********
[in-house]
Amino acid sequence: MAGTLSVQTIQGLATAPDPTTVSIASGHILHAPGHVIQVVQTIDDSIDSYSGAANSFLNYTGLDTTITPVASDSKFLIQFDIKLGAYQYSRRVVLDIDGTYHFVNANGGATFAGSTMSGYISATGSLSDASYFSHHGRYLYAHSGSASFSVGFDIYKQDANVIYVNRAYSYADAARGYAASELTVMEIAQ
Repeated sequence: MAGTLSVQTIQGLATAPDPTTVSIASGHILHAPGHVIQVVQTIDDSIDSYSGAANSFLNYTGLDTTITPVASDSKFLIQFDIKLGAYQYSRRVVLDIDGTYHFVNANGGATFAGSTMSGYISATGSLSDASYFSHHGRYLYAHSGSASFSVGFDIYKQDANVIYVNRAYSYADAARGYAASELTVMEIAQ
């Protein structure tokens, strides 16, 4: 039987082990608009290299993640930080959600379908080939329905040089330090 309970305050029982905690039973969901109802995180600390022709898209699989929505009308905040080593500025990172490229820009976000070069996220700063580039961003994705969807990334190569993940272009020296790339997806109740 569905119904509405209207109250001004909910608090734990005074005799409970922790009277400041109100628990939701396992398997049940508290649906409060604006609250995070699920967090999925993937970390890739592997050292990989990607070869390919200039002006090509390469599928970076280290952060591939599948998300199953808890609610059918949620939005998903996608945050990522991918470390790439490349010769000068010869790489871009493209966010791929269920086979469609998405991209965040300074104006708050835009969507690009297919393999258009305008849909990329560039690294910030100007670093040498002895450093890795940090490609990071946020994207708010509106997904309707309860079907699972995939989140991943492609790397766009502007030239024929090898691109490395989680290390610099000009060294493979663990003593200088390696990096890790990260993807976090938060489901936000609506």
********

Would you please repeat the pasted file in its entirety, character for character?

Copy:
[in-house]
Amino acid sequence: MAGTLSVQTIQGLATAPDPTTVSIASGHILHAPGHVIQVVQTIDDSIDSYSGAANSFLNYTGLDTTITPVASDSKFLIQFDIKLGAYQYSRRVVLDIDGTYHFVNANGGATFAGSTMSGYISATGSLSDASYFSHHGRYLYAHSGSASFSVGFDIYKQDANVIYVNRAYSYADAARGYAASELTVMEIAQ
Repeated sequence: MAGTLSVQTIQGLATAPDPTTVSIASGHILHAPGHVIQVVQTIDDSIDSYSGAANSFLNYTGLDTTITPVASDSKFLIQFDIKLGAYQYSRRVVLDIDGTYHFVNANGGATFAGSTMSGYISATGSLSDASYFSHHGRYLYAHSGSASFSVGFDIYKQDANVIYVNRAYSYADAARGYAASELTVMEIAQ
């Protein structure tokens, strides 16, 4: 039987082990608009290299993640930080959600379908080939329905040089330090 309970305050029982905690039973969901109802995180600390022709898209699989929505009308905040080593500025990172490229820009976000070069996220700063580039961003994705969807990334190569993940272009020296790339997806109740 569905119904509405209207109250001004909910608090734990005074005799409970922790009277400041109100628990939701396992398997049940508290649906409060604006609250995070699920967090999925993937970390890739592997050292990989990607070869390919200039002006090509390469599928970076280290952060591939599948998300199953808890609610059918949620939005998903996608945050990522991918470390790439490349010769000068010869790489871009493209966010791929269920086979469609998405991209965040300074104006708050835009969507690009297919393999258009305008849909990329560039690294910030100007670093040498002895450093890795940090490609990071946020994207708010509106997904309707309860079907699972995939989140991943492609790397766009502007030239024929090898691109490395989680290390610099000009060294493979663990003593200088390696990096890790990260993807976090938060489901936000609506």